Background: Unhealthy diets, physical inactivity, alcohol and tobacco consumption are among the leading risk factors for non-communicable diseases. It is estimated that around 40% of cancers could be prevented by adopting healthy lifestyles.Design and methods: The Stili di Vita (Sti.Vi) study was a randomized study for assessing the impact of healthy lifestyle interventions on anthropometric measures, metabolic parameters, and health outcomes among participants of cancer screening programs in Turin (Italy). Eligible women aged 50-54 years, invited to biennial mammography screening, and 58-years-old men and women, invited to a once-only sigmoidoscopy for colorectal cancer (CRC) screening were randomly allocated to Diet group (DG), Physical Activity group (PAG), Physical Activity plus Diet group (PADG), or control group (CG). Physical and eating habits, metabolic and anthropometric measurements, repeatedly collected, were the study outcomes. The active intervention, offered to participants assigned to the DG, PAG, and PADG arms, consisted of a basic module and an advanced module. The effect of the interventions was estimated through logistic regression or a difference in differences approach. A multiple imputation procedure was implemented to deal with missing values and q-values have been calculated in the presence of multiple hypothesis testing.Results: Out of the 8442 screened attendees, 1270 signed informed consent, while 1125 participants accomplished the baseline visit. Participants were equally distributed across the four treatments as following: 273 (24.3%) in DG, 288 (25.6%) in the PAG, 283 (25.1%) in PADG, and 281 (25%) in the CG. Participants assigned to DG or PADG increased their consumption of whole grains (OR= 1.77, 95% CI: 1.20-2.60 and OR =1.55, 95% CI: 1.06-2.27, respectively) and legumes (OR= 1.77, 95% CI: 1.12-2.79 and OR= 2.24, 95% CI: 1.41-3.57, respectively), with respect to CG. The participants randomized to DG reduced processed meat and increased fruit consumption (OR = 2.57, 95% CI: 1.76-3.76 and OR= 2.38, 95% Cl: 1.12-5.06, respectively). The effects were more evident in the CRC screening subgroup. No relevant difference was observed between PAG and CG. No impact was observed on physical activity habits.Conclusions: Our findings suggest that active interventions can increase awareness and induce diet changes. However, participation rate and compliance to the courses was quite low, innovative strategies to enhance participants' retention are needed, with the ultimate goal of increasing awareness and inducing positive lifestyle changes.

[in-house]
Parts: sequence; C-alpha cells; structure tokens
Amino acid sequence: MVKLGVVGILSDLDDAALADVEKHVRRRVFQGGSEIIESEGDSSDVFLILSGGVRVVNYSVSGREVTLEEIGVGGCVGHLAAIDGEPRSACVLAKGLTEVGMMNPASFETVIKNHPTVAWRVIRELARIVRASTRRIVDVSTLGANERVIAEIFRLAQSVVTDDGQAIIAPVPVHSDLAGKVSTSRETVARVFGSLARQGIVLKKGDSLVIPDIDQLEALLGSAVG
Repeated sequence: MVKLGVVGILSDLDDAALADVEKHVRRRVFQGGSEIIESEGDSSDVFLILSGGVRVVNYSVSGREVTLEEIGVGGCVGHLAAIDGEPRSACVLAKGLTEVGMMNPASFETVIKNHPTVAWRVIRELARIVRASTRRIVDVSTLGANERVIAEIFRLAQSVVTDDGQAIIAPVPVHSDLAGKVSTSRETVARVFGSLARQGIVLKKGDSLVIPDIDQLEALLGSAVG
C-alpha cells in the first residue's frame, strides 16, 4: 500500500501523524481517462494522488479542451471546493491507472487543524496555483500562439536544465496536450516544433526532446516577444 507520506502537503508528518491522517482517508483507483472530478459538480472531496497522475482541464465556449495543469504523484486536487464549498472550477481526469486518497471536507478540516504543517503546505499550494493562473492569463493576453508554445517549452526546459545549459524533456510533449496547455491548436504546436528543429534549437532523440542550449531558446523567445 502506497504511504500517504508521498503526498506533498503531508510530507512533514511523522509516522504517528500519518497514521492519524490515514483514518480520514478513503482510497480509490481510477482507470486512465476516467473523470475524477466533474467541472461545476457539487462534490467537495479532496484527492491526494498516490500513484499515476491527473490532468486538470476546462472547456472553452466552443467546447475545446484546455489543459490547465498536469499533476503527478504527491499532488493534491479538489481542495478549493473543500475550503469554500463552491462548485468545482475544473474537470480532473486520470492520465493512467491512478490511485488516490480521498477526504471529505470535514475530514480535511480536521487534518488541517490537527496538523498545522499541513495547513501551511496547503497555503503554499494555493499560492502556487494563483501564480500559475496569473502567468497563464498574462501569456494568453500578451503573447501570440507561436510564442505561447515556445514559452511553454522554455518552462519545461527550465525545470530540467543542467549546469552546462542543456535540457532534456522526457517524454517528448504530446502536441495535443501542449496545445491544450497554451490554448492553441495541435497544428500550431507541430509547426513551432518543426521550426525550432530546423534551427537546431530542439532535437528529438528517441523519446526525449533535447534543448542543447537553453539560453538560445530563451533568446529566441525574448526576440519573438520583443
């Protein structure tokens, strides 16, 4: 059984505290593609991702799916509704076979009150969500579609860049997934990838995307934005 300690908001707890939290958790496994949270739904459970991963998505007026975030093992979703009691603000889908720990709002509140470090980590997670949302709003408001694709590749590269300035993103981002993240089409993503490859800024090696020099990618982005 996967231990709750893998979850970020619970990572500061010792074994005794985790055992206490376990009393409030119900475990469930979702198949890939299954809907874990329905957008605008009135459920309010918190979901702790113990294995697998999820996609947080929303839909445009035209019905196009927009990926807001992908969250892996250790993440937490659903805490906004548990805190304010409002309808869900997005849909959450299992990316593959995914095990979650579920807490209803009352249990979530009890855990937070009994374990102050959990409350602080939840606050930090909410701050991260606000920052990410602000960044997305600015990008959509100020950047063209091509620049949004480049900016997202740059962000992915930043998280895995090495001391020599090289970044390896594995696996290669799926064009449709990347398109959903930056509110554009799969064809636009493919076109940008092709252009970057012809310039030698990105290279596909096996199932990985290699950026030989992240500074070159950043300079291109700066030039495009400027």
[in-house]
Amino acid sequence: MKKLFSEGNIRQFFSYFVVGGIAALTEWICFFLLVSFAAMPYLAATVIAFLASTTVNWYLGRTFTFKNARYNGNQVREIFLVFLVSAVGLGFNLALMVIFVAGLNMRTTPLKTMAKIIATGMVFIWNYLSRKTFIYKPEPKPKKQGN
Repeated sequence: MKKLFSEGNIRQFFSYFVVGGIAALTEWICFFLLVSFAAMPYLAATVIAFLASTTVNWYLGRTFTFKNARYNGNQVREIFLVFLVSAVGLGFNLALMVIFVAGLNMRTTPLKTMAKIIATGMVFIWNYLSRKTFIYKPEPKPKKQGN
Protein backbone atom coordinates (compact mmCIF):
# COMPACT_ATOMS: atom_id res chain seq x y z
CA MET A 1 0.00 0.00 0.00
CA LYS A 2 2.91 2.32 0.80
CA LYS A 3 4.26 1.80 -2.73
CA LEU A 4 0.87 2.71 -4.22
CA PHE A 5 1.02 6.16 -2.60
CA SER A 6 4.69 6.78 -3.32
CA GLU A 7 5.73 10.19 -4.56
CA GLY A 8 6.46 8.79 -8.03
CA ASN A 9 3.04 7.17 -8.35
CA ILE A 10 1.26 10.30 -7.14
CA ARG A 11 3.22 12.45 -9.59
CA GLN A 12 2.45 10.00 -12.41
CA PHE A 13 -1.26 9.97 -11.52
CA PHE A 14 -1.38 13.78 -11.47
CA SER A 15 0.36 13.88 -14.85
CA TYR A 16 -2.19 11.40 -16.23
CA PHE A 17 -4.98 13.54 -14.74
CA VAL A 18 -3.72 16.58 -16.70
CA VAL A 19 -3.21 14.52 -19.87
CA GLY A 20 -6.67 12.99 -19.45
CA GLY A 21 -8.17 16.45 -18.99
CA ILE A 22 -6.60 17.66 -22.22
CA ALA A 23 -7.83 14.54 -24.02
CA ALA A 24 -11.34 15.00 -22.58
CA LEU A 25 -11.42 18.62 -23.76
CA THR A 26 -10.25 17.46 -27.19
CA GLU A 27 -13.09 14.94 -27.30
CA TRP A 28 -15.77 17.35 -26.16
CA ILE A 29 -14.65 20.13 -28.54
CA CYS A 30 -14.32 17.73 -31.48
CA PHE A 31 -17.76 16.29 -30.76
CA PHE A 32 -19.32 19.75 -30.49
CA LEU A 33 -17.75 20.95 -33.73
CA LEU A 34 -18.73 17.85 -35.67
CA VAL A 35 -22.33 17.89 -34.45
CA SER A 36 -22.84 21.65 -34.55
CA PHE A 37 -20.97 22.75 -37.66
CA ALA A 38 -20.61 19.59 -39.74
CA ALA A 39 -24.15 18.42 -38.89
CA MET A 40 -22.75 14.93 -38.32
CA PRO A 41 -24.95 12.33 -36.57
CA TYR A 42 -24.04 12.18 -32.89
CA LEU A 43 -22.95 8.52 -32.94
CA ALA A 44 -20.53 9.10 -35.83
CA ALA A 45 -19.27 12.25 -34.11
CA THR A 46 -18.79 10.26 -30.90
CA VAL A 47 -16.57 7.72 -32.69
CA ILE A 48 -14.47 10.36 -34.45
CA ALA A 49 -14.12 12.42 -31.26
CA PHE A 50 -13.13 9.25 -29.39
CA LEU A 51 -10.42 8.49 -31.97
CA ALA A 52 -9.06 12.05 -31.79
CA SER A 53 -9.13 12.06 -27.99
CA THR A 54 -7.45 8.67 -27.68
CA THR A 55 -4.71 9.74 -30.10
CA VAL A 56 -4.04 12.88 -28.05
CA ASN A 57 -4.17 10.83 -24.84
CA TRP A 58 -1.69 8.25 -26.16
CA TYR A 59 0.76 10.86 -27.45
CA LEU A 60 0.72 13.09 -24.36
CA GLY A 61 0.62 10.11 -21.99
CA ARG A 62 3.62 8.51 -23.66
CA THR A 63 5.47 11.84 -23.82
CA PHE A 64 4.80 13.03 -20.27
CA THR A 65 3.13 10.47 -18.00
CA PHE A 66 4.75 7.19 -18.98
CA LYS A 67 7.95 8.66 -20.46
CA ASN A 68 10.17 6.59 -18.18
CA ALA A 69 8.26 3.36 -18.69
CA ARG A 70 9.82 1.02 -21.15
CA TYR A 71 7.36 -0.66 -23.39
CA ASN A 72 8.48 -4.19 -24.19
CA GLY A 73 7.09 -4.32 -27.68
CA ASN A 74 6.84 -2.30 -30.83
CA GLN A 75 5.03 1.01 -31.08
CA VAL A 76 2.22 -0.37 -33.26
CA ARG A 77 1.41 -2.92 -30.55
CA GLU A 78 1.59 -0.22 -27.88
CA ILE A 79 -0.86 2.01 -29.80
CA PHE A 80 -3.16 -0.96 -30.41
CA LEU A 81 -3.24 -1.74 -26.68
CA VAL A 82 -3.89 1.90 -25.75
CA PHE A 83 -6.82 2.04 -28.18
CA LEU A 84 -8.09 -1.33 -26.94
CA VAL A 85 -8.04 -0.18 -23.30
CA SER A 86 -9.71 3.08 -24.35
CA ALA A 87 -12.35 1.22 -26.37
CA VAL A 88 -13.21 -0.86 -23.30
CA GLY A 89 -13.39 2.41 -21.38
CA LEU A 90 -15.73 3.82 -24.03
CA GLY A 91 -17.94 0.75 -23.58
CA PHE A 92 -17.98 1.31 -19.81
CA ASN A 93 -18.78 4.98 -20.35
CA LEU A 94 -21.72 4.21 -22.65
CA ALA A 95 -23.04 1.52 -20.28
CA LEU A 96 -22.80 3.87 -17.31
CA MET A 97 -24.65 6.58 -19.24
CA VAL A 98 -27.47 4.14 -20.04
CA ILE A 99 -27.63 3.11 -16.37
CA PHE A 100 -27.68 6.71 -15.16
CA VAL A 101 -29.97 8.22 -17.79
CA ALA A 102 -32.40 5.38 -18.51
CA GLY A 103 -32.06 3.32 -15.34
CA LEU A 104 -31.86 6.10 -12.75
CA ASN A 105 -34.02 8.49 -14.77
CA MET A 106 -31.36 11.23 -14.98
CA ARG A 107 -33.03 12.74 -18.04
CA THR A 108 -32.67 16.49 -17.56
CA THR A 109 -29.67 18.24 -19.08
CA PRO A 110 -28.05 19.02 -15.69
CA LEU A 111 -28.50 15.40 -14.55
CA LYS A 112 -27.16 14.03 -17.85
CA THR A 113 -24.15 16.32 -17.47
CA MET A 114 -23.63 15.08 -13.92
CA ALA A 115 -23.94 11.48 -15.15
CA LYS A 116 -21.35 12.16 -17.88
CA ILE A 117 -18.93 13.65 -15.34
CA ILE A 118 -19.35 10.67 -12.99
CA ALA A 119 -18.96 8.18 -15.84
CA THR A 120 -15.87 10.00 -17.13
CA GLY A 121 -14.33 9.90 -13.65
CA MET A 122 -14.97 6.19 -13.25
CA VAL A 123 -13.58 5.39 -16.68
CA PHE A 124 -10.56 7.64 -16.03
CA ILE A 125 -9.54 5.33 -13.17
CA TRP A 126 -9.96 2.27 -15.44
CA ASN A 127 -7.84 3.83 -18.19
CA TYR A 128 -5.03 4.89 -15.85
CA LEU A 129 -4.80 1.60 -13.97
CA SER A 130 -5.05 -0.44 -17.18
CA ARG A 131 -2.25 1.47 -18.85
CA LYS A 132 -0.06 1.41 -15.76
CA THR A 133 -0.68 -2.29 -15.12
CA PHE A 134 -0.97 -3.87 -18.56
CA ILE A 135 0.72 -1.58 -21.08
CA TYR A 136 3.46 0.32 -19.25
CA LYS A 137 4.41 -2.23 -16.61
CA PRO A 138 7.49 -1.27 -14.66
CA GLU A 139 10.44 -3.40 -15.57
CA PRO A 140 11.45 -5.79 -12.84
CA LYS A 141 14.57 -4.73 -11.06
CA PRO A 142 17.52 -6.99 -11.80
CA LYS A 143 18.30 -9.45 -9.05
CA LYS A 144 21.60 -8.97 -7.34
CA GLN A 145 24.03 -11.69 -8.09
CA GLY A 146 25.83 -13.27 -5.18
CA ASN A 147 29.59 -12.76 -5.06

Promoting healthy lifestyle habits among participants in cancer screening programs: Results of the randomized controlled Sti.Vi study / Riggi, Emilia; Baccini, Michela; Camussi, Elisa; Gallo, Federica; Anatrone, Caterina; Pezzana, Andrea; Senore, Carlo; Giordano, Livia; Segnan, Nereo. - In: JOURNAL OF PUBLIC HEALTH RESEARCH. - ISSN 2279-9028. - ELETTRONICO. - 11:(2022), pp. 0-0. [10.1177/22799036221106542]

Promoting healthy lifestyle habits among participants in cancer screening programs: Results of the randomized controlled Sti.Vi study